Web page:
Peter Härtling Prize

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The Peter Härtling Prize is a competition prize for children's and young people's literature that was donated by the city of Weinheim in 1984 . It is awarded every two years with the support of the Beltz & Gelberg publishing house and was endowed with 5,555 euros; since 2013 the endowment has been 3,000 euros.

The independent jury, to which the namesake Peter Härtling belonged, selects an unpublished prose manuscript for children and adolescents from 10 to 15 years of age, which is “telling, entertaining, poetic and imaginative based on the reality of the children or adolescents.” Beltz & Gelberg also offers to publish the book. In more than 30 years, the award has been given to a male author only four times.

Award winners

Jury statement: “Divorce and blended families are normal today, it is also normal that you have to come to terms with it. 15-year-old Charlotte experiences and tells an apparently everyday story: the separation of her parents and their first great love. The lightness of their narrative style, beyond all clichés, is captivating, as are the far-reaching images that the reader must remember. Gabi Kreslehner describes her extremely lively and realistic figures with humor, at the same time agile and vivid. "

Jury statement: "If everyone is lying - how far do you get with the truth? Matti, who gradually sees through the small and big lies of his parents, tries to repair the damage done, uses the same means and outdoes his parents in no time ... Salah Naoura tells one with laconicity and a close look at the German-Finnish soul surprising summer story full of warmth and humor. The real miracle of this novel is that Matti and his parents get out of their fuss so unscathed. A strong family can take strong stories. "

  • 2013 (endowed with 3,000 euros): Nataly Savina: Love Alice

Jury statement: “Love Alice is a brave and skilfully choreographed manuscript. The author spares her characters as little as she does the readers. The friendship of the girls, who long for affection and closeness and want to come out of the paralysis of their loneliness, is described as intense and exhilarating. But adults cannot be relied on, and their needs even cause catastrophe. The jury was deeply impressed by how the author lets all the protagonists with their longings and entanglements, their defiance and fears become vivid. "

  • 2015 (endowed with 3,000 euros): Regina Dürig: I'd rather not

Jury statement: “Regina Dürig's manuscript› Actually I would rather not ‹captivates with its artistic language and careful narration. By depicting an unforgettable figure with Leo, Regina Dürig, who appears like a lack of ties that has become a person, avoids analyzing this figure and thus leaves the reader's imagination free. With the narrator Jonna, the reader asks what story Leo is carrying around with him. One is attracted to its apparent independence or frightened by its eerie strangeness. The author cleverly plays with world literary motifs and always finds a completely independent narrative. "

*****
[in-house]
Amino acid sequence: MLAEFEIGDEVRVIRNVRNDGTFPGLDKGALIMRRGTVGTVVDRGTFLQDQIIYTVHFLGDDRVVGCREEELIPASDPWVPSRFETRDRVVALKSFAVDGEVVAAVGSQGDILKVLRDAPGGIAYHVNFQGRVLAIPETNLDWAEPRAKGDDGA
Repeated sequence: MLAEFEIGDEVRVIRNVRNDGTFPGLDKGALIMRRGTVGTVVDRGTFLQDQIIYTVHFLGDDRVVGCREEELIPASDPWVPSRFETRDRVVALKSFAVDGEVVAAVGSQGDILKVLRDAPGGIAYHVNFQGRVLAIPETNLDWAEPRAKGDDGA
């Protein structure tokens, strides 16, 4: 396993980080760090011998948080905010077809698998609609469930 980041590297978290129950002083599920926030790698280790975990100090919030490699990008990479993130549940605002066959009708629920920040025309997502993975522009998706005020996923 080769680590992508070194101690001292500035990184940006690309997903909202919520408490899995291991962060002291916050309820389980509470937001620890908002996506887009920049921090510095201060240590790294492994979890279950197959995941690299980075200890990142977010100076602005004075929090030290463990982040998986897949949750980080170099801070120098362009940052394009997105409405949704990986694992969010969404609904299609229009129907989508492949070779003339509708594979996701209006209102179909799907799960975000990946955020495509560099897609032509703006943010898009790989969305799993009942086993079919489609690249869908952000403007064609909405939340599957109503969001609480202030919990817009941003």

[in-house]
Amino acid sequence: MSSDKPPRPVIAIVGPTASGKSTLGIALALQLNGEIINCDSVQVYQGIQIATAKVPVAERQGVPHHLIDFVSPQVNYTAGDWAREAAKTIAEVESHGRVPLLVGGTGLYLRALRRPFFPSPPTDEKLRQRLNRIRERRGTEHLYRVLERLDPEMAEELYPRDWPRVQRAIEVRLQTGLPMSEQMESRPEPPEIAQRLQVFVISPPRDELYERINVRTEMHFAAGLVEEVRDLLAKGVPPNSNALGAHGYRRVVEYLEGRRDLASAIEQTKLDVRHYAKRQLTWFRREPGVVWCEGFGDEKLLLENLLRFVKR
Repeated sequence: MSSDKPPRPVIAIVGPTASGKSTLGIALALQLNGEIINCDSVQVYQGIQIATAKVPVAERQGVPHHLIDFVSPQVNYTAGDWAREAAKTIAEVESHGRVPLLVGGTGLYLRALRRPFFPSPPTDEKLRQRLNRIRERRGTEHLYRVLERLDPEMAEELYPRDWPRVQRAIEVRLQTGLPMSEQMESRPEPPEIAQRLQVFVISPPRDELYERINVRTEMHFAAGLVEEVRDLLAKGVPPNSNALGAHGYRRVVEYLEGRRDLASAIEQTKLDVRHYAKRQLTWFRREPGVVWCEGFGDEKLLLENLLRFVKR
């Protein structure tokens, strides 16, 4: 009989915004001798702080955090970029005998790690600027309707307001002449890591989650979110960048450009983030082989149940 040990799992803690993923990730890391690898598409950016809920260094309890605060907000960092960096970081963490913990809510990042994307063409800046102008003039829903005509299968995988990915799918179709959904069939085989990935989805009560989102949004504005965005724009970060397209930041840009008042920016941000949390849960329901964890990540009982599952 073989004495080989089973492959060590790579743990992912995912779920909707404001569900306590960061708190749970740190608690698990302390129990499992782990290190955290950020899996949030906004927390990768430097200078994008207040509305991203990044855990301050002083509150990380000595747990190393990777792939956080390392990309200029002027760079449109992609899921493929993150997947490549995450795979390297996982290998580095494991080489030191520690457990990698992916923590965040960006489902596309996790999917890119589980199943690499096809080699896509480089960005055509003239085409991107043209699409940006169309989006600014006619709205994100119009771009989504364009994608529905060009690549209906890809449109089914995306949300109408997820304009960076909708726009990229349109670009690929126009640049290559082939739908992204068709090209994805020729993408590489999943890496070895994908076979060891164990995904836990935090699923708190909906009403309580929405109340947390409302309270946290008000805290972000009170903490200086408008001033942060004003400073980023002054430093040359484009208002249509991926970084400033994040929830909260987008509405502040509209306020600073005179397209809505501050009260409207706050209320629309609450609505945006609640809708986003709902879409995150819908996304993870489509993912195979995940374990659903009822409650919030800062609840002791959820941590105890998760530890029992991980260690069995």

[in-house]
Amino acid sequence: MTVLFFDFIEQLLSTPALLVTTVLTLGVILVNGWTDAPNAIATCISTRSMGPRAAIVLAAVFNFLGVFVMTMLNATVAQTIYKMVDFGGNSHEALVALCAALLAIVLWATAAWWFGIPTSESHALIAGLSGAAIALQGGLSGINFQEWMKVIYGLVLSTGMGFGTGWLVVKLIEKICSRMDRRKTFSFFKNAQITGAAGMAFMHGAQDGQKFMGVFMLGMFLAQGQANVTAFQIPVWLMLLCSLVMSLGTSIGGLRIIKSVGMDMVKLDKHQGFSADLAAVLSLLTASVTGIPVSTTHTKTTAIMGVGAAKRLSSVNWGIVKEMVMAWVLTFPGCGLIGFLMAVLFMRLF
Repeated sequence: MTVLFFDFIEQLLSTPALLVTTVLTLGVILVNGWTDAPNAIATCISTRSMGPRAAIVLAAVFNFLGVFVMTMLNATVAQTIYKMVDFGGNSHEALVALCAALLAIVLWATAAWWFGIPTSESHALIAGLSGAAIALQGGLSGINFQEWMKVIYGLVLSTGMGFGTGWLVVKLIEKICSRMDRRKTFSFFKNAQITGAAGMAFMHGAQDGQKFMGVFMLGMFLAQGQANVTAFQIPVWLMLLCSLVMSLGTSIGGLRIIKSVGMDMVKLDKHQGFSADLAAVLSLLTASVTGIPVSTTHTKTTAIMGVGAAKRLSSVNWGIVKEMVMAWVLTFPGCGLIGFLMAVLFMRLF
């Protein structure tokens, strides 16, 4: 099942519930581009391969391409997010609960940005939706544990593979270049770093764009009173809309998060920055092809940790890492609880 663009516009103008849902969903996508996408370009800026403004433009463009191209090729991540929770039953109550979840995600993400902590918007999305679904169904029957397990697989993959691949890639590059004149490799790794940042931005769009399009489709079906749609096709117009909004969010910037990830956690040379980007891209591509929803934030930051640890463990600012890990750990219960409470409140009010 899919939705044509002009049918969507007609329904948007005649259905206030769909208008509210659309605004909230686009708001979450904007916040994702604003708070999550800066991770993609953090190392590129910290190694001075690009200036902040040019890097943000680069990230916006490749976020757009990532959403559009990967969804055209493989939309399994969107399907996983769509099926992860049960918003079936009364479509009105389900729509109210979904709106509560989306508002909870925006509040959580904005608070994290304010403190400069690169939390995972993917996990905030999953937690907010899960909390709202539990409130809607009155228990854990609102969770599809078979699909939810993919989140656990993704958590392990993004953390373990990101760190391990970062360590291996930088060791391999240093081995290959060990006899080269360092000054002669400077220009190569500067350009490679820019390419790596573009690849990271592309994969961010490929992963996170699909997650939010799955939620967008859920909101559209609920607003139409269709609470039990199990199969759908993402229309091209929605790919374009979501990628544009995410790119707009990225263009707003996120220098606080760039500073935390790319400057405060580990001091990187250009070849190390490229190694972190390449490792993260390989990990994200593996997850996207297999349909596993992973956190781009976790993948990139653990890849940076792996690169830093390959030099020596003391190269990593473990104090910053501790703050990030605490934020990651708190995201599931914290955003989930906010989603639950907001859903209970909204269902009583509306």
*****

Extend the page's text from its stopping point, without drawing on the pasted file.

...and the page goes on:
• 2017 (endowed with 3,000 euros): Andrea Badey and Claudia Kühn : Electricity on the wallpaper

Jury statement: “The authors Andrea Badey and Claudia Kühn describe a journey to the end of the world, which in this novel lies in the Oderbruch. Stylish, funny and at the same time very serious, they guide their characters through the small and large disasters of this road movie, through near-accidents and fights with aged village Casanovas, through excesses and moments of silence. Can that go well? 'Here we both sit, our hands are on top of each other,' says Ron Robert, the narrator, once in a respite: 'And there the snowflakes, the street, the night. The other world is out there. Our world is here. ' It's going well, in every way, in this fast-paced, present-drunk and surprisingly affectionate youth novel. "

  • 2019 (endowed with 3,000 euros): Antje Herden : No more halves

Jury statement: “Antje Herden masterfully and extremely credibly tells how a boy gets lost in a parallel world in search of a real life. Fortunately, this narrative avoids any pedagogical zeal. She takes her protagonists seriously and at the same time confronts them with a clear attitude that grows out of the story. Extremely nuanced and consistently told from the point of view of Robin, who never loses his self-irony, Antje Herden leads the reader through a real life - with a brilliantly designed, brilliant ending that turns everything upside down. "

Web links


  1. Peter Härtling Prize 2013 is endowed with 3,000 euros
  2. Archived copy ( memento of the original from January 22, 2010 in the Internet Archive ) Info: The archive link was inserted automatically and has not yet been checked. Please check the original and archive link according to the instructions and then remove this notice. @1@ 2Template: Webachiv / IABot /
  3. .html  ( page no longer available , search in web archivesInfo: The link was automatically marked as defective. Please check the link according to the instructions and then remove this notice.@1@ 2Template: Toter Link /  
  4. ^ Peter Härtling Prize 2013 for Nataly Savina
  5. ^ Peter Härtling Prize 2015 for Regina Dürig
  6. ↑ The 2017 Peter Härtling Prize goes to Andrea Badey and Claudia Kühn ,, September 30, 2016, accessed on October 1, 2016
  7. Härtling Prize for Antje Herden ,, published and accessed on September 18, 2018